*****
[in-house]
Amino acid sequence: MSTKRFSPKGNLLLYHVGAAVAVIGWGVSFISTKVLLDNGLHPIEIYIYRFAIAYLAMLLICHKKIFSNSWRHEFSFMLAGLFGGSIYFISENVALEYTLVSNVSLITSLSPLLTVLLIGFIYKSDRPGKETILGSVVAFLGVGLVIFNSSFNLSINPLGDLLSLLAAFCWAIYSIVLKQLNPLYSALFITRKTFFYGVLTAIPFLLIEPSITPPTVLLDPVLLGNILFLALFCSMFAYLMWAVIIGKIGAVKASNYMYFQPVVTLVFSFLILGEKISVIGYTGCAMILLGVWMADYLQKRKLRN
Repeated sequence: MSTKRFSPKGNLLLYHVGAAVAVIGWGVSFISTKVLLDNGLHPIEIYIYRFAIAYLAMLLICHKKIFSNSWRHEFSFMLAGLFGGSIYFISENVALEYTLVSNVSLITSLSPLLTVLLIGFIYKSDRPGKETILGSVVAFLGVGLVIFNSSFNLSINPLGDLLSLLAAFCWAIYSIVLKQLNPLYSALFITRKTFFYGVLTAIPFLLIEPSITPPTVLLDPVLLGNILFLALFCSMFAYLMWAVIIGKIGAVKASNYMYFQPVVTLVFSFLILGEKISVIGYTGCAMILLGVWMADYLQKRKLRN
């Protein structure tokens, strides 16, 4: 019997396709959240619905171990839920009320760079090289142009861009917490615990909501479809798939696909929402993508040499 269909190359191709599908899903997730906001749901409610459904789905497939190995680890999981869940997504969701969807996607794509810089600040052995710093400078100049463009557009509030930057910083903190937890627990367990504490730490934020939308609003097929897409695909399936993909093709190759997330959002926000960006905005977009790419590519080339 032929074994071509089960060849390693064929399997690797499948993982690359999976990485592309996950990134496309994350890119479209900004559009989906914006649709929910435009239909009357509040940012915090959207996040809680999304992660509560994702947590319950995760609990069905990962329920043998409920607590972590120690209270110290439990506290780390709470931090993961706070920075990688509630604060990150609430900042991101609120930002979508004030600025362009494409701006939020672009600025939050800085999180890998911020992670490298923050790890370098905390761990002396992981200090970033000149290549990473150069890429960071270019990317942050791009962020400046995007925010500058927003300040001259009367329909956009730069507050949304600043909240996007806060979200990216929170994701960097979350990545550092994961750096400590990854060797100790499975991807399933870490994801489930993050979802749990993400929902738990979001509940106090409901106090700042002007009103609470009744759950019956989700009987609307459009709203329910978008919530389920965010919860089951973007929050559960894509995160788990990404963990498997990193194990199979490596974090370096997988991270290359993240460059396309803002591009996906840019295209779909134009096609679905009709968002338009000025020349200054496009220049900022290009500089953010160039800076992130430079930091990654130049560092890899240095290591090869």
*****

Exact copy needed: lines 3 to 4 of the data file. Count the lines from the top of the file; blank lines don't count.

Repeated sequence: MSTKRFSPKGNLLLYHVGAAVAVIGWGVSFISTKVLLDNGLHPIEIYIYRFAIAYLAMLLICHKKIFSNSWRHEFSFMLAGLFGGSIYFISENVALEYTLVSNVSLITSLSPLLTVLLIGFIYKSDRPGKETILGSVVAFLGVGLVIFNSSFNLSINPLGDLLSLLAAFCWAIYSIVLKQLNPLYSALFITRKTFFYGVLTAIPFLLIEPSITPPTVLLDPVLLGNILFLALFCSMFAYLMWAVIIGKIGAVKASNYMYFQPVVTLVFSFLILGEKISVIGYTGCAMILLGVWMADYLQKRKLRN
């Protein structure tokens, strides 16, 4: 019997396709959240619905171990839920009320760079090289142009861009917490615990909501479809798939696909929402993508040499 269909190359191709599908899903997730906001749901409610459904789905497939190995680890999981869940997504969701969807996607794509810089600040052995710093400078100049463009557009509030930057910083903190937890627990367990504490730490934020939308609003097929897409695909399936993909093709190759997330959002926000960006905005977009790419590519080339 032929074994071509089960060849390693064929399997690797499948993982690359999976990485592309996950990134496309994350890119479209900004559009989906914006649709929910435009239909009357509040940012915090959207996040809680999304992660509560994702947590319950995760609990069905990962329920043998409920607590972590120690209270110290439990506290780390709470931090993961706070920075990688509630604060990150609430900042991101609120930002979508004030600025362009494409701006939020672009600025939050800085999180890998911020992670490298923050790890370098905390761990002396992981200090970033000149290549990473150069890429960071270019990317942050791009962020400046995007925010500058927003300040001259009367329909956009730069507050949304600043909240996007806060979200990216929170994701960097979350990545550092994961750096400590990854060797100790499975991807399933870490994801489930993050979802749990993400929902738990979001509940106090409901106090700042002007009103609470009744759950019956989700009987609307459009709203329910978008919530389920965010919860089951973007929050559960894509995160788990990404963990498997990193194990199979490596974090370096997988991270290359993240460059396309803002591009996906840019295209779909134009096609679905009709968002338009000025020349200054496009220049900022290009500089953010160039800076992130430079930091990654130049560092890899240095290591090869």